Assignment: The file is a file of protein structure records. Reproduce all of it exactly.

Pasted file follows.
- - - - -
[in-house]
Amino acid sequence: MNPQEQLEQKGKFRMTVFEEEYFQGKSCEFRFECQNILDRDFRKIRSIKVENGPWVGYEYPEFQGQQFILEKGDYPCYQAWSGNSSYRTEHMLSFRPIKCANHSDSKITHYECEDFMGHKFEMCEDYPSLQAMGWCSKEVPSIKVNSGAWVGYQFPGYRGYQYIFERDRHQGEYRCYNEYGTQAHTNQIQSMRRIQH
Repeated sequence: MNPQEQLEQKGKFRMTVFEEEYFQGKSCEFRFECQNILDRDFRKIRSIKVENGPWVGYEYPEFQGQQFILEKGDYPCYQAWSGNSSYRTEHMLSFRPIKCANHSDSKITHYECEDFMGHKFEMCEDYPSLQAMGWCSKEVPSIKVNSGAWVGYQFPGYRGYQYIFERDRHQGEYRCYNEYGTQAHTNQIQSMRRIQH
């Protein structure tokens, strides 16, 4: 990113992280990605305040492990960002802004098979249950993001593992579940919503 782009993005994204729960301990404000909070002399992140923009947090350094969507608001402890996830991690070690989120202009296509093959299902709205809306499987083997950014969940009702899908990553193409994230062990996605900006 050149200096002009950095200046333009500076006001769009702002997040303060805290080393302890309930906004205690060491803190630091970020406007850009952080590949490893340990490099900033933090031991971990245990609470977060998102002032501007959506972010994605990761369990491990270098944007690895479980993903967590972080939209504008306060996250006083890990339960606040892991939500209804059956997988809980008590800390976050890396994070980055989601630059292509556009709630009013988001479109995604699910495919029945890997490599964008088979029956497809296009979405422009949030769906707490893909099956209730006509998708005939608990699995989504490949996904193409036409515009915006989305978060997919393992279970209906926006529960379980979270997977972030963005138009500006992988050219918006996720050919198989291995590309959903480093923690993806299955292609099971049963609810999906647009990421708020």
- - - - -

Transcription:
[in-house]
Amino acid sequence: MNPQEQLEQKGKFRMTVFEEEYFQGKSCEFRFECQNILDRDFRKIRSIKVENGPWVGYEYPEFQGQQFILEKGDYPCYQAWSGNSSYRTEHMLSFRPIKCANHSDSKITHYECEDFMGHKFEMCEDYPSLQAMGWCSKEVPSIKVNSGAWVGYQFPGYRGYQYIFERDRHQGEYRCYNEYGTQAHTNQIQSMRRIQH
Repeated sequence: MNPQEQLEQKGKFRMTVFEEEYFQGKSCEFRFECQNILDRDFRKIRSIKVENGPWVGYEYPEFQGQQFILEKGDYPCYQAWSGNSSYRTEHMLSFRPIKCANHSDSKITHYECEDFMGHKFEMCEDYPSLQAMGWCSKEVPSIKVNSGAWVGYQFPGYRGYQYIFERDRHQGEYRCYNEYGTQAHTNQIQSMRRIQH
């Protein structure tokens, strides 16, 4: 990113992280990605305040492990960002802004098979249950993001593992579940919503 782009993005994204729960301990404000909070002399992140923009947090350094969507608001402890996830991690070690989120202009296509093959299902709205809306499987083997950014969940009702899908990553193409994230062990996605900006 050149200096002009950095200046333009500076006001769009702002997040303060805290080393302890309930906004205690060491803190630091970020406007850009952080590949490893340990490099900033933090031991971990245990609470977060998102002032501007959506972010994605990761369990491990270098944007690895479980993903967590972080939209504008306060996250006083890990339960606040892991939500209804059956997988809980008590800390976050890396994070980055989601630059292509556009709630009013988001479109995604699910495919029945890997490599964008088979029956497809296009979405422009949030769906707490893909099956209730006509998708005939608990699995989504490949996904193409036409515009915006989305978060997919393992279970209906926006529960379980979270997977972030963005138009500006992988050219918006996720050919198989291995590309959903480093923690993806299955292609099971049963609810999906647009990421708020």